W. G. Sebald: Going Abroad

Granta publishes an extract from Sebald’s Vertigo, translated from the German by Michael Hulse
W. G. Sebald's passport.
W. G. Sebald’s passport.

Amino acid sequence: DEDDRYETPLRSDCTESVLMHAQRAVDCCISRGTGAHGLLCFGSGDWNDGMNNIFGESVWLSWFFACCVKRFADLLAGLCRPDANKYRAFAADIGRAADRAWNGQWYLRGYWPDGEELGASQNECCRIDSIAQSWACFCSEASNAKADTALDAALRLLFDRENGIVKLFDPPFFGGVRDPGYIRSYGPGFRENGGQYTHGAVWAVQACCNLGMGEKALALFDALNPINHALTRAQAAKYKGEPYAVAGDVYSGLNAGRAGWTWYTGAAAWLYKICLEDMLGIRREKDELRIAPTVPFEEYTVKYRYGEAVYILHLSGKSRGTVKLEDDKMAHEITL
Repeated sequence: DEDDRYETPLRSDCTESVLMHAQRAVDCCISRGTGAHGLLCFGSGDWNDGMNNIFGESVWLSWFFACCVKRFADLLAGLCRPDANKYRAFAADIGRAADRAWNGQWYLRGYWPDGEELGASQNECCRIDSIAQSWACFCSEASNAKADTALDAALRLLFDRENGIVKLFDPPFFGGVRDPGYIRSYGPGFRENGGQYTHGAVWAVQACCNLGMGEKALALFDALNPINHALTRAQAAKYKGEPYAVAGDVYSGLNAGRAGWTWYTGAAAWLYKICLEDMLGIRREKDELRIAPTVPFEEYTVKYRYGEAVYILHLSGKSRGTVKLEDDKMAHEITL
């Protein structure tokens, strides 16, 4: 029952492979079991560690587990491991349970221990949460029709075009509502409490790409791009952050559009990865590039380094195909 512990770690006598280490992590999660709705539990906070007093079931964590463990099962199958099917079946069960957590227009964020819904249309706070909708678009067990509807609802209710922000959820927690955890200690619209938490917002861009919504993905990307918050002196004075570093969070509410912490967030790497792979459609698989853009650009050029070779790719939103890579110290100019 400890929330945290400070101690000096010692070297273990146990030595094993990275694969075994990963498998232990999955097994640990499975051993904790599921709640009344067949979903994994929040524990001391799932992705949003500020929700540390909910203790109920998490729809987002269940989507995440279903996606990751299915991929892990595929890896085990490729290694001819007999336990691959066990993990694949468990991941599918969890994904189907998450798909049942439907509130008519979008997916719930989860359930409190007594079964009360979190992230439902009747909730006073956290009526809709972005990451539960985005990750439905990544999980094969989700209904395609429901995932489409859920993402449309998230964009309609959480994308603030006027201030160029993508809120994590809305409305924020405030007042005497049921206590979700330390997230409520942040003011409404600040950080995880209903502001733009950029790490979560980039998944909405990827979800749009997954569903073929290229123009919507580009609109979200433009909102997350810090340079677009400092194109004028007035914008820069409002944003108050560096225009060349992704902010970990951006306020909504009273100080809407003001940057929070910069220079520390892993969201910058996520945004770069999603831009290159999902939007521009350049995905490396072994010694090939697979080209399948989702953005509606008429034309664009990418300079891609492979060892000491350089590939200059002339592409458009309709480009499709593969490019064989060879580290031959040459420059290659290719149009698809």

In October 1980 I travelled from England, where I had then been living for nearly twenty-five years in a county which was almost always under grey skies, to Vienna, hoping that a change of place would help me get over a particularly difficult period in my life. In Vienna, however, I found that the days proved inordinately long, now they were not taken up by my customary routine of writing and gardening tasks, and I literally did not know where to turn. Early every morning I would set out and walk without aim or purpose through the streets of the inner city, through the Leopoldstadt and the Josefstadt. Later, when I looked at the map, I saw to my astonishment that none of my journeys had taken me beyond a precisely defined sickle- or crescent-shaped area, the outermost points of which were the Venediger Au by the Praterstern and the great hospital precincts of the Alsergrund. If the paths I had followed had been inked in, it would have seemed as though a man had kept trying out new tracks and connections over and over, only to be thwarted each time by the limitations of his reason, imagination or will power, and obliged to turn back again. My quartering of the city, often continuing for hours, thus had very clear bounds, and yet at no point did my incomprehensible behaviour become apparent to me: that is to say, my continual walking and my reluctance to cross certain lines which were both invisible and, I presume, wholly arbitrary. All I know is that I found it impossible even to use public transport and, say, simply take the 41 tram out to Pötzleinsdorf or the 58 to Schönbrunn and take a stroll in the Pötzleinsdorf Park, the Dorotheerwald or the Fasangarten, as I had frequently done in the past. Turning in to a coffee house or bar, on the other hand, presented no particular problem. Indeed, whenever I was somewhat fortified and refreshed I regained a sense of normality for a while and, buoyed up by a touch of confidence, there were moments when I supposed that I could put an end to the muted condition I had been in for days, and make a telephone call. As it happened, however, the three or four people I might have cared to talk to were never there, and could not be induced to pick up the receiver no matter how long I let the phone ring. There is something peculiarly dispiriting about the emptiness that wells up when, in a strange city, one dials the same telephone numbers in vain. If no one answers, it is a disappointment of huge significance, quite as if these few random ciphers were a matter of life or death. So what else could I do, when I had put the coins that jingled out of the box back into my pocket, but wander aimlessly around until well into the night. Often, probably because I was so very tired, I believed I saw someone I knew walking ahead of me. Those who appeared in these hallucinations, for that is what they were, were always people I had not thought of for years, or who had long since departed, such as Mathild Seelos or the one-armed village clerk Fürgut. On one occasion, in Gonzagagasse, I even thought I recognized the poet Dante, banished from his home town on pain of burning at the stake. For some considerable time he walked a short distance ahead of me, with the familiar cowl on his head, distinctly taller than the people in the street, yet he passed by them unnoticed. When I walked faster in order to catch him up he went down Heinrichgasse, but when I reached the corner he was nowhere to be seen. [Read More]

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